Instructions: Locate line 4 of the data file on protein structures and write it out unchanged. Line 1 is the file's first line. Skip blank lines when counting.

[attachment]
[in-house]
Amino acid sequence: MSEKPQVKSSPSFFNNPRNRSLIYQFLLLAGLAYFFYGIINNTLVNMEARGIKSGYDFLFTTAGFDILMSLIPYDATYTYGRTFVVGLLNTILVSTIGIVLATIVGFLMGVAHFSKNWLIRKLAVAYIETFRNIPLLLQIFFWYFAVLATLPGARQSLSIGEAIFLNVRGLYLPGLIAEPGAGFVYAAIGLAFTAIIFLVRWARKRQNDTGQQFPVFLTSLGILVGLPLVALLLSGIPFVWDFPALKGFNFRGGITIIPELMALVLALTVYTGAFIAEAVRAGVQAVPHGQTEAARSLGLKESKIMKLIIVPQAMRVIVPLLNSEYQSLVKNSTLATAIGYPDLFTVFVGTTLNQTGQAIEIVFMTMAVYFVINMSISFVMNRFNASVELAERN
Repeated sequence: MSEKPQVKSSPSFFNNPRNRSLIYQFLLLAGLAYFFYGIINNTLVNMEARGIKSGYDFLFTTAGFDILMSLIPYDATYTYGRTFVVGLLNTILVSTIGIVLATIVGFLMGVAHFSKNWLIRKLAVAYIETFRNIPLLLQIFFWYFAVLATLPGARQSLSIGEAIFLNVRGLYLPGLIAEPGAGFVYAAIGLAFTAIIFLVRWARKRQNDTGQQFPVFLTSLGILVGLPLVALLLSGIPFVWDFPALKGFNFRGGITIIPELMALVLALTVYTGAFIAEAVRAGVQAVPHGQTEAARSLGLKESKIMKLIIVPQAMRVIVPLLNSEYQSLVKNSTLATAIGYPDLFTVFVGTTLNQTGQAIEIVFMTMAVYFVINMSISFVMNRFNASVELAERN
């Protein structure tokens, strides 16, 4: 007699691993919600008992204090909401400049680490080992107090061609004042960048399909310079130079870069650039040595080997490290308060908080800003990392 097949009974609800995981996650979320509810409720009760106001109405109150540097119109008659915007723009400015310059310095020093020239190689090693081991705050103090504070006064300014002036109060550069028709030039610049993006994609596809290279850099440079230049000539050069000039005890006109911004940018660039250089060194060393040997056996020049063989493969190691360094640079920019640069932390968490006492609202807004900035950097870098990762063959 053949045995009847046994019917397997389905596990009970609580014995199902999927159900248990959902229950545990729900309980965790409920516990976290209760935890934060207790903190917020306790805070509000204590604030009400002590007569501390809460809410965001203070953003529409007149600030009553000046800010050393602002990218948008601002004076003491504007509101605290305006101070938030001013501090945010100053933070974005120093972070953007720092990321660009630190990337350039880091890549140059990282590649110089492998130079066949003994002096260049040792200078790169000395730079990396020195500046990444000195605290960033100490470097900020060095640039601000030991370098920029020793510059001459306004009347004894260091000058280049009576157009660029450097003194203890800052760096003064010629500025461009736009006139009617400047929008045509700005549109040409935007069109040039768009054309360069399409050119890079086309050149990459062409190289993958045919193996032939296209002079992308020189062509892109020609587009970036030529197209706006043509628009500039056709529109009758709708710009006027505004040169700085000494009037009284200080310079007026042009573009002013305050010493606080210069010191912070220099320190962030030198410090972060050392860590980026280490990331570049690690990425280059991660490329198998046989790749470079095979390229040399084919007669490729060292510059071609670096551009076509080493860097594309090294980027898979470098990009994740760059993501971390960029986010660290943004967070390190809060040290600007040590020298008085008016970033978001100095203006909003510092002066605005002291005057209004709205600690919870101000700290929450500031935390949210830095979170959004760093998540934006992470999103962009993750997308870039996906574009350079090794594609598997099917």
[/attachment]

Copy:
């Protein structure tokens, strides 16, 4: 007699691993919600008992204090909401400049680490080992107090061609004042960048399909310079130079870069650039040595080997490290308060908080800003990392 097949009974609800995981996650979320509810409720009760106001109405109150540097119109008659915007723009400015310059310095020093020239190689090693081991705050103090504070006064300014002036109060550069028709030039610049993006994609596809290279850099440079230049000539050069000039005890006109911004940018660039250089060194060393040997056996020049063989493969190691360094640079920019640069932390968490006492609202807004900035950097870098990762063959 053949045995009847046994019917397997389905596990009970609580014995199902999927159900248990959902229950545990729900309980965790409920516990976290209760935890934060207790903190917020306790805070509000204590604030009400002590007569501390809460809410965001203070953003529409007149600030009553000046800010050393602002990218948008601002004076003491504007509101605290305006101070938030001013501090945010100053933070974005120093972070953007720092990321660009630190990337350039880091890549140059990282590649110089492998130079066949003994002096260049040792200078790169000395730079990396020195500046990444000195605290960033100490470097900020060095640039601000030991370098920029020793510059001459306004009347004894260091000058280049009576157009660029450097003194203890800052760096003064010629500025461009736009006139009617400047929008045509700005549109040409935007069109040039768009054309360069399409050119890079086309050149990459062409190289993958045919193996032939296209002079992308020189062509892109020609587009970036030529197209706006043509628009500039056709529109009758709708710009006027505004040169700085000494009037009284200080310079007026042009573009002013305050010493606080210069010191912070220099320190962030030198410090972060050392860590980026280490990331570049690690990425280059991660490329198998046989790749470079095979390229040399084919007669490729060292510059071609670096551009076509080493860097594309090294980027898979470098990009994740760059993501971390960029986010660290943004967070390190809060040290600007040590020298008085008016970033978001100095203006909003510092002066605005002291005057209004709205600690919870101000700290929450500031935390949210830095979170959004760093998540934006992470999103962009993750997308870039996906574009350079090794594609598997099917």